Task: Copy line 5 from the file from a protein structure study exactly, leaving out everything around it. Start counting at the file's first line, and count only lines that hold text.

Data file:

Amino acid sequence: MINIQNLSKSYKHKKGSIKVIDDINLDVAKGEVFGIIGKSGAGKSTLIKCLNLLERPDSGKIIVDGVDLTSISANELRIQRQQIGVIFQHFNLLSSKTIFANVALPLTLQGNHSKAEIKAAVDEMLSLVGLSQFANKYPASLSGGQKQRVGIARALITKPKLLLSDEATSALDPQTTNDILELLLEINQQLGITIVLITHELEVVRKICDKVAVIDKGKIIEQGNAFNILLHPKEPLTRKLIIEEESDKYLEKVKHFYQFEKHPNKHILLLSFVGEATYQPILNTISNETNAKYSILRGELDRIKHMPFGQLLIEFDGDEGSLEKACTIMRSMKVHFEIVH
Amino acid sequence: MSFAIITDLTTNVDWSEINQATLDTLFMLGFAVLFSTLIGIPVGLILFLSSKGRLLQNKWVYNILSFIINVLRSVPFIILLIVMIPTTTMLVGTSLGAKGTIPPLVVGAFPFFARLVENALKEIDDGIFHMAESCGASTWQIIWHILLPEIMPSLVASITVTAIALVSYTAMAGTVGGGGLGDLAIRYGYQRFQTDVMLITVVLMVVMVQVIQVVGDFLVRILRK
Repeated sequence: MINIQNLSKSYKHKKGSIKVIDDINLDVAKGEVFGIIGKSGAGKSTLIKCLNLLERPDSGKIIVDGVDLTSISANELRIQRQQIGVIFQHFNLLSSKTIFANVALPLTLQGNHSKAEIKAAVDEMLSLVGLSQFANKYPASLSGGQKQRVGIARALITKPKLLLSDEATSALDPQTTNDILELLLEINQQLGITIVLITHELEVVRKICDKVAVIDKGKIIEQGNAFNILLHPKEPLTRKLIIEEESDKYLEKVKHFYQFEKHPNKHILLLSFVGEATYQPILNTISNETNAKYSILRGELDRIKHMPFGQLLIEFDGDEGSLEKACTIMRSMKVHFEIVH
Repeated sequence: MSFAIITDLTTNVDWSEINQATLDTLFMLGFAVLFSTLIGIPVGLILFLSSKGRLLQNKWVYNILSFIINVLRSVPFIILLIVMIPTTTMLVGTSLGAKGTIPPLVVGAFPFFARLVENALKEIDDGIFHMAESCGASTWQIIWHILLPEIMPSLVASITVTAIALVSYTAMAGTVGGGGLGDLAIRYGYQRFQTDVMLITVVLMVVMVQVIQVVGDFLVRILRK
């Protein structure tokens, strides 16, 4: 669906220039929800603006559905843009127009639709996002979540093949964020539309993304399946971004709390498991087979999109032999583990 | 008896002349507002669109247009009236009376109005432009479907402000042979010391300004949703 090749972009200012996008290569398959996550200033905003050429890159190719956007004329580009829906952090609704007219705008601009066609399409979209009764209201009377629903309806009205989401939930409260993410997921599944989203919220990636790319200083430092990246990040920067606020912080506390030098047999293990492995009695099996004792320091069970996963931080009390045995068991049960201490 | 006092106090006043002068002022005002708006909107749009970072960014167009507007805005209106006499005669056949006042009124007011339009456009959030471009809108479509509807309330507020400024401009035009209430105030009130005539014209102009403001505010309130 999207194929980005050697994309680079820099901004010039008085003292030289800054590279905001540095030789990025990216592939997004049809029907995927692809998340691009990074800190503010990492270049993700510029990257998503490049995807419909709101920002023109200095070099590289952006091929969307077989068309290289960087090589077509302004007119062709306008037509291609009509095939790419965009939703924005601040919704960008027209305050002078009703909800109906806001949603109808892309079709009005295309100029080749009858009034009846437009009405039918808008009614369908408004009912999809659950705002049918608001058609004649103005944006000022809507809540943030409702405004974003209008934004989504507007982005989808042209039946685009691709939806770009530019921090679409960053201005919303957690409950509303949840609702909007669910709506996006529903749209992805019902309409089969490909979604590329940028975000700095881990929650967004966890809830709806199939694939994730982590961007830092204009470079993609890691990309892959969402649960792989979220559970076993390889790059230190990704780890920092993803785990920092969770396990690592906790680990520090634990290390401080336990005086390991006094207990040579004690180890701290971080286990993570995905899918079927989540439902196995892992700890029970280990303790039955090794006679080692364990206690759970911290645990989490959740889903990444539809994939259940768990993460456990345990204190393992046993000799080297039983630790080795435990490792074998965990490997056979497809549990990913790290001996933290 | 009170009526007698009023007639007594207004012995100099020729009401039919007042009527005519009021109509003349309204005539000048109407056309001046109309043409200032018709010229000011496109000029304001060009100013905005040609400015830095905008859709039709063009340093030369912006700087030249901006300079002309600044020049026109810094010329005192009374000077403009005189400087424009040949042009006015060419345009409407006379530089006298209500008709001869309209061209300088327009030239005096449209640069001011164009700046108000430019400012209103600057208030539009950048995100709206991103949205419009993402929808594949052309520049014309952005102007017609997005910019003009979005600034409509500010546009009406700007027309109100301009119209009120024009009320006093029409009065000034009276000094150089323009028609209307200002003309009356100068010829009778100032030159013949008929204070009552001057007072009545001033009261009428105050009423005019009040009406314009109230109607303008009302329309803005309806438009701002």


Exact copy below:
């Protein structure tokens, strides 16, 4: 669906220039929800603006559905843009127009639709996002979540093949964020539309993304399946971004709390498991087979999109032999583990 | 008896002349507002669109247009009236009376109005432009479907402000042979010391300004949703 090749972009200012996008290569398959996550200033905003050429890159190719956007004329580009829906952090609704007219705008601009066609399409979209009764209201009377629903309806009205989401939930409260993410997921599944989203919220990636790319200083430092990246990040920067606020912080506390030098047999293990492995009695099996004792320091069970996963931080009390045995068991049960201490 | 006092106090006043002068002022005002708006909107749009970072960014167009507007805005209106006499005669056949006042009124007011339009456009959030471009809108479509509807309330507020400024401009035009209430105030009130005539014209102009403001505010309130 999207194929980005050697994309680079820099901004010039008085003292030289800054590279905001540095030789990025990216592939997004049809029907995927692809998340691009990074800190503010990492270049993700510029990257998503490049995807419909709101920002023109200095070099590289952006091929969307077989068309290289960087090589077509302004007119062709306008037509291609009509095939790419965009939703924005601040919704960008027209305050002078009703909800109906806001949603109808892309079709009005295309100029080749009858009034009846437009009405039918808008009614369908408004009912999809659950705002049918608001058609004649103005944006000022809507809540943030409702405004974003209008934004989504507007982005989808042209039946685009691709939806770009530019921090679409960053201005919303957690409950509303949840609702909007669910709506996006529903749209992805019902309409089969490909979604590329940028975000700095881990929650967004966890809830709806199939694939994730982590961007830092204009470079993609890691990309892959969402649960792989979220559970076993390889790059230190990704780890920092993803785990920092969770396990690592906790680990520090634990290390401080336990005086390991006094207990040579004690180890701290971080286990993570995905899918079927989540439902196995892992700890029970280990303790039955090794006679080692364990206690759970911290645990989490959740889903990444539809994939259940768990993460456990345990204190393992046993000799080297039983630790080795435990490792074998965990490997056979497809549990990913790290001996933290 | 009170009526007698009023007639007594207004012995100099020729009401039919007042009527005519009021109509003349309204005539000048109407056309001046109309043409200032018709010229000011496109000029304001060009100013905005040609400015830095905008859709039709063009340093030369912006700087030249901006300079002309600044020049026109810094010329005192009374000077403009005189400087424009040949042009006015060419345009409407006379530089006298209500008709001869309209061209300088327009030239005096449209640069001011164009700046108000430019400012209103600057208030539009950048995100709206991103949205419009993402929808594949052309520049014309952005102007017609997005910019003009979005600034409509500010546009009406700007027309109100301009119209009120024009009320006093029409009065000034009276000094150089323009028609209307200002003309009356100068010829009778100032030159013949008929204070009552001057007072009545001033009261009428105050009423005019009040009406314009109230109607303008009302329309803005309806438009701002």